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  4. I consider a cliffhanger a high stress moment-- where things could go either way for a character--- the worst was Opal by Jennifer L. Armentrout. OH MY GOSH. My heart was racing..... everything was complete chaos..... I closed the book and couldn't move!!! THAT IS A CLIFFHANGER. Or maybe a situation where someone you thought was dead is suddenly ALIVE, but you find this out in the last 3 sentences of the book. That is more emotional, like a ... WOAH- GIVE ME MORE RIGHT THIS SECOND cliffhanger! Kinda like a soap opera-- insane drama always occurs on a friday that leaves you worried all weekend about Monday's episode. hahaha I don't think simply an unsettled ending should be considered a cliffhanger....

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  5. Oh great discussion topic Lauren! I usually consider a cliffhanger to be when the action from the story hasn't been wrapped up. An example of such cliffhanger can be the ending of The Eternity Cure, it about killed me, and we have like a year long wait to find out it's conclusion? Usually cliffhangers also leave me with so many questions that I'm dying to know the answers to, The Eternity Cure is again another great example of this. I know a lot of people hate cliffhangers, but I actually appreciate them, even though they do leave my heart ripped out in shreds, I want this need to read the next book asap, even though I know this won't happen, but a book which keeps me on my toes and wanting more, usually ends up as my favourite! Great post Lauren! :

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  6. I'm with you Lauren, a cliffhanger to me leaves the characters in some sort of hugely dangerous, possibly life threatening situation, OR some piece of information is revealed that changes everything about the story I just read. I just finished THE BONE SEASON and absolutely loved it, but I don't consider that one to have a cliffhanger. Things are unresolved yes, but it still felt like a logical place to stop.

    I don't know if you've read the Fever series or not, but book 4, Dreamfever, is the book I measure all other cliffhangers against. It's my baseline for comparison because it nearly destroyed me. Anything that comes close to that I consider a cliffhanger:)

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  7. You know, I never actually thought about it, I just go, "AH WHAT A CLIFFHANGER" when I'm in emotional distress. So, I guess that's how I would decide. Am I emotionally wrought? Am I in agony that I don't have the next book? Do I have a book hangover? I guess it depends on if you're invested or if there's a huge chunk of information that you don't know. Great post!

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  8. I think it's both. For me it's about my emotional response to the end but also my brains needs to be shouting "NO WE NEED MORE WHY ARE YOU STOPING IT RIGHT HERE?" I feel like those two things have to work together for it to really seem like a cliffhanger to me. Sometimes we get new informations in the end that isn't really a cliffhanger but leaves me interested in picking up the sequel. Great post Lauren!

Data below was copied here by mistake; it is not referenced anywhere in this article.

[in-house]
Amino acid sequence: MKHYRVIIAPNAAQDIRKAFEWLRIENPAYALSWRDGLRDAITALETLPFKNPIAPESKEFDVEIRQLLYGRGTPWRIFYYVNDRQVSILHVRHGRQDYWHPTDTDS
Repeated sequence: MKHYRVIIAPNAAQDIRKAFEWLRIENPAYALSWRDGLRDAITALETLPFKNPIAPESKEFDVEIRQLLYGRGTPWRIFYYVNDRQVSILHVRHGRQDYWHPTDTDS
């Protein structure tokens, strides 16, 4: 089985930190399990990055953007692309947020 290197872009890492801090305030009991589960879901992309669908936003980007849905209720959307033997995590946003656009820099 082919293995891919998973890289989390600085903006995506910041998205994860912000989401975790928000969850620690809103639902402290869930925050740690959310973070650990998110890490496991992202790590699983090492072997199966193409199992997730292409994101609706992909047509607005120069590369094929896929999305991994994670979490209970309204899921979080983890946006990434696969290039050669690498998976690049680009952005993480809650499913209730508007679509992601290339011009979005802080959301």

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  9. It tends to be an emotional response for me. Like if I try to keep turning the pages only to discover there's nothing else, that is probably a cliffhanger to me. Examples are Crewel and the first Mara Dyer book. Crewel ended in an unusual place and Mara Dyer's last sentences provided new information that radically changed my understanding of a situation. They definitely left me on the edge!

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  10. Your definition of a cliffhanger is pretty much mine as well. I totally agree about the Raven Boys, it leaves you with questions and wanting more but it's not something I'm like obsessed over (like the Eternity Cure!) Julie Kagawa knows how to write cliffhangers, I can not wait for the next book. Great topic :)

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  11. I agree with you, it has to be serious or end suddenly with lots of things left unfinished. Books like The Raven Boys aren't cliffhangery, to me, because the main plot was tied up, but there is room for more books to come. I think these days people cry "CLIFFHANGER" far too quickly and too often ;)

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  12. My definition is pretty similar to yours. But I do find it frustrating when after a very important/suspenseful sentence, the book ends. Like the ending for Bloodlines, it wasn't a major cliffhanger but I was still dying to know what happened next! Usually it's the one line ending that I consider a cliffhanger, JLA knows how to do that perfectly. All of her books have a killer cliffhanger but I do enjoy them a lot. It makes the book very memorable, atleast until the next one comes out.